But do we want to buy banks into what appears to be a down debt cycle? The gloomy side of banking is centered around the commodity/junk debt problem that I wrote about in my 2015 article "The Debt Cycle And Rhymes of Lehman Brothers". In that article last year, I said of this gloom,"Personally I suspect this lopsided view of next year's stock market will be wrong" and I pointed out that "history has seen stock and debt markets act independently before, and next year [2016] may well be a case of that (hopefully) as was the year 1980." And I made this obsevation:
There we saw a nice climb for stocks even though we were entering the weak economy of '80-'82. The debt cycle was down as with any recession, and in fact snowballed into the Savings and Loan Crisis of the '80s that eventually saw one third of these banks go under! ... 1980 was an election year as is next year. To the extent you believe market forces are politically controlled, you have to put those forces all to the upside for 2016.
After the earthquake in Washington November 9, you must suspect, as in the early '80s, that we could see a down debt cycle with an up stock market, including the best run regional banks not being destroyed by debt.

Enter Bear State. It's a trick to find them before they have done big climbs and attracted attention. I offer Bear State Financial as such a find. It is a Fed member bank. Although it is obscure to say the least, it has started on a growth track being orchestrated by some most able growth people on the planet. It was formulated as a dramatic reorganization of a struggling bank, First Federal of Harrison, in 2011. A corporate raider restructure was done by one Rick Massey. As the Bear State Financial website describes it:
On May 3, 2011, Bear State Financial Holdings made a $46.3 million investment in the Company to recapitalize First Federal Bank. Company Chairman Richard N. Massey led the Bear State group, which brought a new management team to the Bank. In June 2014, First Federal Bancshares of Arkansas, Inc. changed its name to Bear State Financial, Inc. (NASDAQ:BSF). Bear State Financial is the parent company for Bear State Bank.
In the Form SC13D (Statement of beneficial ownership) filed May 11, 2011 in conjunction with this $46 million "investment" in First Federal, it's clear it was a one man takeover by Massey. The name officially changed from First Federal with ticker FFBH to Bear State Financial with ticker BSF in June, 2014. The name Bear State is for all the black bears in Arkansas.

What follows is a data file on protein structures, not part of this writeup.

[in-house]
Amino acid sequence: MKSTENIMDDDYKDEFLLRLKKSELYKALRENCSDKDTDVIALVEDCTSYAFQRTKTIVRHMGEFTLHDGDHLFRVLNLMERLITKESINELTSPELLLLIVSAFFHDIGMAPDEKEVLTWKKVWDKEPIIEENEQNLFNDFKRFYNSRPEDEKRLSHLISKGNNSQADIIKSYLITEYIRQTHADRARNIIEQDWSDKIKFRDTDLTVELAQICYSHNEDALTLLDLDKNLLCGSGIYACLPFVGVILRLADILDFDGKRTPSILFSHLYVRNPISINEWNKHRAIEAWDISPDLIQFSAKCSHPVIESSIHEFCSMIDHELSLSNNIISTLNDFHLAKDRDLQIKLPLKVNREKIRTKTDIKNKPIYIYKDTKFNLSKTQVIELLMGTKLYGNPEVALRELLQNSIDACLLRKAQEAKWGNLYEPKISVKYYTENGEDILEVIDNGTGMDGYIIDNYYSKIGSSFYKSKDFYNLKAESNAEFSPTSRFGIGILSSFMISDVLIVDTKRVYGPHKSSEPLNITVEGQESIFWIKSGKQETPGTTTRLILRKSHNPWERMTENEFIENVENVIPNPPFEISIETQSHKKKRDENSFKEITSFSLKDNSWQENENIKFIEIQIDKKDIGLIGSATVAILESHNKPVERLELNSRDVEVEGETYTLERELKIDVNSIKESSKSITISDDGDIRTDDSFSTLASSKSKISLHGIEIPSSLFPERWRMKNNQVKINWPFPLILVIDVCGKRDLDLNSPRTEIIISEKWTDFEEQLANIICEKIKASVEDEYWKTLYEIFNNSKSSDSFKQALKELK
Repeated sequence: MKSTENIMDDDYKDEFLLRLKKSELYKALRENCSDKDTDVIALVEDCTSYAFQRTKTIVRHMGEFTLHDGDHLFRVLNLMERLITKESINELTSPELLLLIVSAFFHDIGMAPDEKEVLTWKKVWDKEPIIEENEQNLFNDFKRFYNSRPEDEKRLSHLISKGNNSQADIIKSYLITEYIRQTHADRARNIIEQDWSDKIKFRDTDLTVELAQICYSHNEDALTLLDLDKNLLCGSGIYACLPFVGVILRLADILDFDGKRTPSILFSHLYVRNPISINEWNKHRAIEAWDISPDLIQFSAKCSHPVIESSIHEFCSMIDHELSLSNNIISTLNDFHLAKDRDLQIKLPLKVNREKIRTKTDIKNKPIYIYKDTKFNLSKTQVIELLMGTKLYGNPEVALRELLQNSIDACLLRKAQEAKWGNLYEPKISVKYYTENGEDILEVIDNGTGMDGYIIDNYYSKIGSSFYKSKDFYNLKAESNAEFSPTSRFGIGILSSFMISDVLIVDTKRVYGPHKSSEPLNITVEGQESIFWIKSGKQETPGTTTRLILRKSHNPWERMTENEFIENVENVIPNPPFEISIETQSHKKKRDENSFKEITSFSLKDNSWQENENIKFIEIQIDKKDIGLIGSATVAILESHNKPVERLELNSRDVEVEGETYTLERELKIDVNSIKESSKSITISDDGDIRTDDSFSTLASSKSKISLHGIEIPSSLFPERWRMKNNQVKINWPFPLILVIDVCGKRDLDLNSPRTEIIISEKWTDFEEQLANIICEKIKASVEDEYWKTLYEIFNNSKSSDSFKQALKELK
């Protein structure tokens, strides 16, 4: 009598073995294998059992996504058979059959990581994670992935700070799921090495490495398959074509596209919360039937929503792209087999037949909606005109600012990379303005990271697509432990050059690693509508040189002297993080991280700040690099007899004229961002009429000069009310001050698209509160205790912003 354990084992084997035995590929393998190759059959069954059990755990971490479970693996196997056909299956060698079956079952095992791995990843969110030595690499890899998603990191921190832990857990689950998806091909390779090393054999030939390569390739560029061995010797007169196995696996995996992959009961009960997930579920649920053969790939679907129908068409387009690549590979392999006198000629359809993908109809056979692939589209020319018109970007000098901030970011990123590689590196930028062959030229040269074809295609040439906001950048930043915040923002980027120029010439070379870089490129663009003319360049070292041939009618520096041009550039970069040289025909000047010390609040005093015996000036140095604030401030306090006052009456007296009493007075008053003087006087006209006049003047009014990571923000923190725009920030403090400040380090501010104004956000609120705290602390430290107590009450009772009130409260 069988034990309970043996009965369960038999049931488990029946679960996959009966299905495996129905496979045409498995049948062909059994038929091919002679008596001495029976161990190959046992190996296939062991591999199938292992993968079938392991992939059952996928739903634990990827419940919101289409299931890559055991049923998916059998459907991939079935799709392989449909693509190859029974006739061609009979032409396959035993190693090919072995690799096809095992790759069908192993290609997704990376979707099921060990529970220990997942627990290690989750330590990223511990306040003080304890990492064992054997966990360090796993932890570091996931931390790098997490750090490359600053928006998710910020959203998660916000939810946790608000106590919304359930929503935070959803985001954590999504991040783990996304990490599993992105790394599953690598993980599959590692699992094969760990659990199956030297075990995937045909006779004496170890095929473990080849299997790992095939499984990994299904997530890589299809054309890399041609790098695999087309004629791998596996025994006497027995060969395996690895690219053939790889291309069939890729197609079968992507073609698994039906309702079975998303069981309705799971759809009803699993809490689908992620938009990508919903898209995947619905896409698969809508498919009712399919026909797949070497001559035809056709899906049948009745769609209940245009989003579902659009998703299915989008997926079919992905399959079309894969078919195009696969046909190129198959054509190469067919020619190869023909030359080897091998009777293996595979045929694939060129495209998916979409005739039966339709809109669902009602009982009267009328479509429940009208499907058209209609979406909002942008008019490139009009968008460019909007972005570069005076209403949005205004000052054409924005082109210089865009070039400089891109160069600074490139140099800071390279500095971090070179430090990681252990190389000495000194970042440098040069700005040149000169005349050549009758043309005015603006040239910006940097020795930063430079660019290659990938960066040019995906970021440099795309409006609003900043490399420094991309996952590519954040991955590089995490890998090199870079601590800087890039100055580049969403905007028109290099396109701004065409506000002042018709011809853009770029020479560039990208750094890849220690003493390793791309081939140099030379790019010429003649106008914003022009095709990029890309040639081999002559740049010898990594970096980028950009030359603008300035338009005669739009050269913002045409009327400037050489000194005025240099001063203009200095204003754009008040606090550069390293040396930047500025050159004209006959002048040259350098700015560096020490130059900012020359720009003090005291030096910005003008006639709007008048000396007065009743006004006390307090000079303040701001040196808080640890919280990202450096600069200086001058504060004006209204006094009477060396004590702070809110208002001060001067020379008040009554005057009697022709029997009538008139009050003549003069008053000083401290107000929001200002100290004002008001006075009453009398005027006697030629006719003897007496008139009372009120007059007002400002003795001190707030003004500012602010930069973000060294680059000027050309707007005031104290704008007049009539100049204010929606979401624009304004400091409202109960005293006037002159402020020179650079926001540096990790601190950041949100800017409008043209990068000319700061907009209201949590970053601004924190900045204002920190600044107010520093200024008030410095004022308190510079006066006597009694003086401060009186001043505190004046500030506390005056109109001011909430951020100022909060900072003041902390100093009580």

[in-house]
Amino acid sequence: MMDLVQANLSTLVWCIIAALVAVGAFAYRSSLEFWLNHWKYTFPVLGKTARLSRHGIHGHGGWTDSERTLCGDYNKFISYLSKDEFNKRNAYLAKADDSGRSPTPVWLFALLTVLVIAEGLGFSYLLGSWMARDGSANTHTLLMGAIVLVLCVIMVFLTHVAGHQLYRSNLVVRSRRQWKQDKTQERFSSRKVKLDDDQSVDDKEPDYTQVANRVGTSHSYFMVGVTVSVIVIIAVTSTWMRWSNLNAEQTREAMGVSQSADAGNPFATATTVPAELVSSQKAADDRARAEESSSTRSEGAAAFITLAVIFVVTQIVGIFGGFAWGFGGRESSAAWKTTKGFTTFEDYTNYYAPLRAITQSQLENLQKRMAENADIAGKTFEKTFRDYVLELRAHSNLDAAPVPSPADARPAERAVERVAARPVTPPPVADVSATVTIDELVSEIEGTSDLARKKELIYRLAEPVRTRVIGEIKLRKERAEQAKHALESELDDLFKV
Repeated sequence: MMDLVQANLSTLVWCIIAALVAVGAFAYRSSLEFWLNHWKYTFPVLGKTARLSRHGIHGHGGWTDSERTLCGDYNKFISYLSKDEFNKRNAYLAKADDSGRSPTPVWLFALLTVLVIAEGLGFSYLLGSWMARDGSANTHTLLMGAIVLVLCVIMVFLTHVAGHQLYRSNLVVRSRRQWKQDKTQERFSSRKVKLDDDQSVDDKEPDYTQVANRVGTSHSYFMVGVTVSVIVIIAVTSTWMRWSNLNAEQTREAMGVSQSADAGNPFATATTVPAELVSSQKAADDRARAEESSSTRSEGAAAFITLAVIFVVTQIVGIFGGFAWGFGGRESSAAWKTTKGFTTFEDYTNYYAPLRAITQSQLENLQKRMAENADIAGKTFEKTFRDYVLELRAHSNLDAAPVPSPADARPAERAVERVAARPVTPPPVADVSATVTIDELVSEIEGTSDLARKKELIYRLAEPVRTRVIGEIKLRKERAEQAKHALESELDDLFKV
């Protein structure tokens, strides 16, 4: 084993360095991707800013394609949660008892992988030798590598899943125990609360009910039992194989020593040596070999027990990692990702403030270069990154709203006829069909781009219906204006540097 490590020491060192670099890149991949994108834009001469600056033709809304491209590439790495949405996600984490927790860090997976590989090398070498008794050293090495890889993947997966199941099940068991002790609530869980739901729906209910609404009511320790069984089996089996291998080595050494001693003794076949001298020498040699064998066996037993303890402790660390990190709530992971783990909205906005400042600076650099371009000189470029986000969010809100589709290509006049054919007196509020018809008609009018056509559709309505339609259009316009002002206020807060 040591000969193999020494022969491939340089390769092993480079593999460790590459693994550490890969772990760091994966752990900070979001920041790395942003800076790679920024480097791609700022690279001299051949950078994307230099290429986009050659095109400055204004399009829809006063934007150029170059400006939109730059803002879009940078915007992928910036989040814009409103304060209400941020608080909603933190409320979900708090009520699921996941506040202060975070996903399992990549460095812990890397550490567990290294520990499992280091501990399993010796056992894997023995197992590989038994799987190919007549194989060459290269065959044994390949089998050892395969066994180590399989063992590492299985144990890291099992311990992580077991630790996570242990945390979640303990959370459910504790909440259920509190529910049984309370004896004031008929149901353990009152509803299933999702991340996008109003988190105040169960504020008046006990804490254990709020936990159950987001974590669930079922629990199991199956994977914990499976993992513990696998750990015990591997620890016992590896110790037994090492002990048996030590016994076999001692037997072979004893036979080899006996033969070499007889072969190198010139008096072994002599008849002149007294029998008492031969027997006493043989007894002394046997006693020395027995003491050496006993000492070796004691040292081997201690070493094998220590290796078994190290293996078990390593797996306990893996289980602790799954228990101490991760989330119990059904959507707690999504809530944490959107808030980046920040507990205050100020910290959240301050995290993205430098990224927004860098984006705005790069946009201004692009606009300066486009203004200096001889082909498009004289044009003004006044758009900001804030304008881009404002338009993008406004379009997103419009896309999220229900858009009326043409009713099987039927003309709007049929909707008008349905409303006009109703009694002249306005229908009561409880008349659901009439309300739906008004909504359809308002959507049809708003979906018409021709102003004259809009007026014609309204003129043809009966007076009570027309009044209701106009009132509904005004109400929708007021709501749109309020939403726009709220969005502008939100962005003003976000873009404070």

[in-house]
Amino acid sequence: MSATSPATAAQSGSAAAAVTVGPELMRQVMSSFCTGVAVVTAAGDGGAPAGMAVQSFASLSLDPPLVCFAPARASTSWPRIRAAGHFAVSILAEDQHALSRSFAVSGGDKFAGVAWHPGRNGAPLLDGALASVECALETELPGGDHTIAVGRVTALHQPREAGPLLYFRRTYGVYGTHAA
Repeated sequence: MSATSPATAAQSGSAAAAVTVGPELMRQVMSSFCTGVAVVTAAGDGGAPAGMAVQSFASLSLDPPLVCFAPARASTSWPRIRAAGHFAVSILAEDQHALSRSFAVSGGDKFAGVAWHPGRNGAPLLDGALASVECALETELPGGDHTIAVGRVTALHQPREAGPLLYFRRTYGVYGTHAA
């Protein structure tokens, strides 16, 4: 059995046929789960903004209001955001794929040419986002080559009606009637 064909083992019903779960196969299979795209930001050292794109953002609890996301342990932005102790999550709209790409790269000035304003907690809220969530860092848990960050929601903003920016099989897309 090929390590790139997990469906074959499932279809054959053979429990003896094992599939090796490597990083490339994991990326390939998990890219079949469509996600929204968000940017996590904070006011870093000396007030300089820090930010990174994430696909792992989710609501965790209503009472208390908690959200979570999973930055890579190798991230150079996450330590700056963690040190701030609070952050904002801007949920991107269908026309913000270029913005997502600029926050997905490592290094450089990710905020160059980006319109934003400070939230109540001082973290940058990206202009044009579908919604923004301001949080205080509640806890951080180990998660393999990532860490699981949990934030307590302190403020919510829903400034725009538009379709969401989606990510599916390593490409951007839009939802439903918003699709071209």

So how has this heavy handed takeover worked out so far?


Not too bad. Overall, there seems to be a turn into fast growth taking hold.

These results, as nice as they are, may not be the star attraction here. It's the Board. The Board of Directors for Bear State is an intriguing mix of success and power with Little Rock's movers and shakers. The Stephens Group, a diversified investment banker, officed in Little Rock, is the largest brokerage outside of Wall Street, New York. It has had a strange, bipartisan habit of rubbing shoulders with presidential power ever since Jackson Stephens attended the US Naval Academy and became friends with Jimmy Carter. He later became financially involved with his administration. Then the "king maker" was a big backer of Reagan in the early '80s and has been given varying degrees of credit for installing Arkansas Governor Bill Clinton in the White House.
Jack Stephens epitomizes winning friends and influencing people. The football field at the US Naval Academy is named Jack Stephens Field to honor him. He underwrote the initial public offering for Wal-Mart Stores. Wal-Mart is now the largest company in the world by revenue. The Stephens Group also had a hand in building Tyson Foods and Alltel into giants. Alltel started in 1943 putting up telephone poles in Arkansas. By the mid 2000s, Alltel operated the largest network in the United States by area. Then Verizon gobbled them up.

Stephens and friends know growth. As the Wikipedia write up on him states it:
Jack began to grow Stephens by providing private equity to many young growing companies, much in the way of the British Merchant Bank investing model, predating by decades the private equity endeavors of Wall Street firms. Jack's acumen as an investor was combined in remarkable fashion with his ability to form enduring personal relationships with his partners. Several generations of companies and business leaders came to know Jack as not only a smart investment banker, but as a loyal and reliable friend as well. Jack's influence grew well beyond Arkansas to the boardrooms of corporate America and to the halls of Washington D.C.